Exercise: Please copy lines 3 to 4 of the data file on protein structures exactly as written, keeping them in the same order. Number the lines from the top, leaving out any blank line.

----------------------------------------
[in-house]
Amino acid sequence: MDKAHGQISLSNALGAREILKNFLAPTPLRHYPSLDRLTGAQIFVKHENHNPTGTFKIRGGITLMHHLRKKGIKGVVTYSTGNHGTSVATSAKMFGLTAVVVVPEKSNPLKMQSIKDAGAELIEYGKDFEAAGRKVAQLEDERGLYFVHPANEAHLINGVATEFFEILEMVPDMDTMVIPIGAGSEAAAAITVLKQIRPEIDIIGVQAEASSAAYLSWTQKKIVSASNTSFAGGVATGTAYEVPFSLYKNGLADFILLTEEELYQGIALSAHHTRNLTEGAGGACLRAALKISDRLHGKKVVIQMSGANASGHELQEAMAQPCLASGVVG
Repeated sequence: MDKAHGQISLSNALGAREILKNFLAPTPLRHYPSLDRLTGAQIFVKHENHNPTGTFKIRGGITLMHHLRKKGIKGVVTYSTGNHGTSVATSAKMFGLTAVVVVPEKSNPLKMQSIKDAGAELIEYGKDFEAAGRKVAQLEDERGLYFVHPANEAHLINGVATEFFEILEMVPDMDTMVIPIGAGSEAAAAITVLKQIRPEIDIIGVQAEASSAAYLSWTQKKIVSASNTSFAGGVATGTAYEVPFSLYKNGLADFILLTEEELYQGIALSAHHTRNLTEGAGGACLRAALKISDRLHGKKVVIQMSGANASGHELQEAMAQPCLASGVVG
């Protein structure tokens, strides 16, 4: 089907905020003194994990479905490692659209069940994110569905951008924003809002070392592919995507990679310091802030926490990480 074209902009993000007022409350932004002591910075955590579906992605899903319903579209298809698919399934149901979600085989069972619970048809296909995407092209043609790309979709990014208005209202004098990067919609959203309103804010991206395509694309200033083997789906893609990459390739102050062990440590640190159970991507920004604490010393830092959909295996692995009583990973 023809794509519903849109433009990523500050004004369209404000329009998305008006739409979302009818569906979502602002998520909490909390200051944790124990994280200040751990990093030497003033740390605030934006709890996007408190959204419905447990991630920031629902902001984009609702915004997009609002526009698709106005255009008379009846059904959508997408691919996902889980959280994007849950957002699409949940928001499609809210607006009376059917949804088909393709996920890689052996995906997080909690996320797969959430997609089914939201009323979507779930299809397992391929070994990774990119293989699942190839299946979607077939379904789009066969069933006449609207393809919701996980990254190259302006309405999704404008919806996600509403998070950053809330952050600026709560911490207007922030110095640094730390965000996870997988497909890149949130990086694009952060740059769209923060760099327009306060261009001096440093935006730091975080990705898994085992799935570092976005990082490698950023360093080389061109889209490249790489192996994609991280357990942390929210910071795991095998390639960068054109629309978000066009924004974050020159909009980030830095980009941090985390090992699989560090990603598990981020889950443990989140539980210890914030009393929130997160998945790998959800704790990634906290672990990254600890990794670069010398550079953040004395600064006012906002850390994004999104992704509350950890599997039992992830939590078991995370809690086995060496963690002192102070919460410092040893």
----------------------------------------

Repeated sequence: MDKAHGQISLSNALGAREILKNFLAPTPLRHYPSLDRLTGAQIFVKHENHNPTGTFKIRGGITLMHHLRKKGIKGVVTYSTGNHGTSVATSAKMFGLTAVVVVPEKSNPLKMQSIKDAGAELIEYGKDFEAAGRKVAQLEDERGLYFVHPANEAHLINGVATEFFEILEMVPDMDTMVIPIGAGSEAAAAITVLKQIRPEIDIIGVQAEASSAAYLSWTQKKIVSASNTSFAGGVATGTAYEVPFSLYKNGLADFILLTEEELYQGIALSAHHTRNLTEGAGGACLRAALKISDRLHGKKVVIQMSGANASGHELQEAMAQPCLASGVVG
């Protein structure tokens, strides 16, 4: 089907905020003194994990479905490692659209069940994110569905951008924003809002070392592919995507990679310091802030926490990480 074209902009993000007022409350932004002591910075955590579906992605899903319903579209298809698919399934149901979600085989069972619970048809296909995407092209043609790309979709990014208005209202004098990067919609959203309103804010991206395509694309200033083997789906893609990459390739102050062990440590640190159970991507920004604490010393830092959909295996692995009583990973 023809794509519903849109433009990523500050004004369209404000329009998305008006739409979302009818569906979502602002998520909490909390200051944790124990994280200040751990990093030497003033740390605030934006709890996007408190959204419905447990991630920031629902902001984009609702915004997009609002526009698709106005255009008379009846059904959508997408691919996902889980959280994007849950957002699409949940928001499609809210607006009376059917949804088909393709996920890689052996995906997080909690996320797969959430997609089914939201009323979507779930299809397992391929070994990774990119293989699942190839299946979607077939379904789009066969069933006449609207393809919701996980990254190259302006309405999704404008919806996600509403998070950053809330952050600026709560911490207007922030110095640094730390965000996870997988497909890149949130990086694009952060740059769209923060760099327009306060261009001096440093935006730091975080990705898994085992799935570092976005990082490698950023360093080389061109889209490249790489192996994609991280357990942390929210910071795991095998390639960068054109629309978000066009924004974050020159909009980030830095980009941090985390090992699989560090990603598990981020889950443990989140539980210890914030009393929130997160998945790998959800704790990634906290672990990254600890990794670069010398550079953040004395600064006012906002850390994004999104992704509350950890599997039992992830939590078991995370809690086995060496963690002192102070919460410092040893």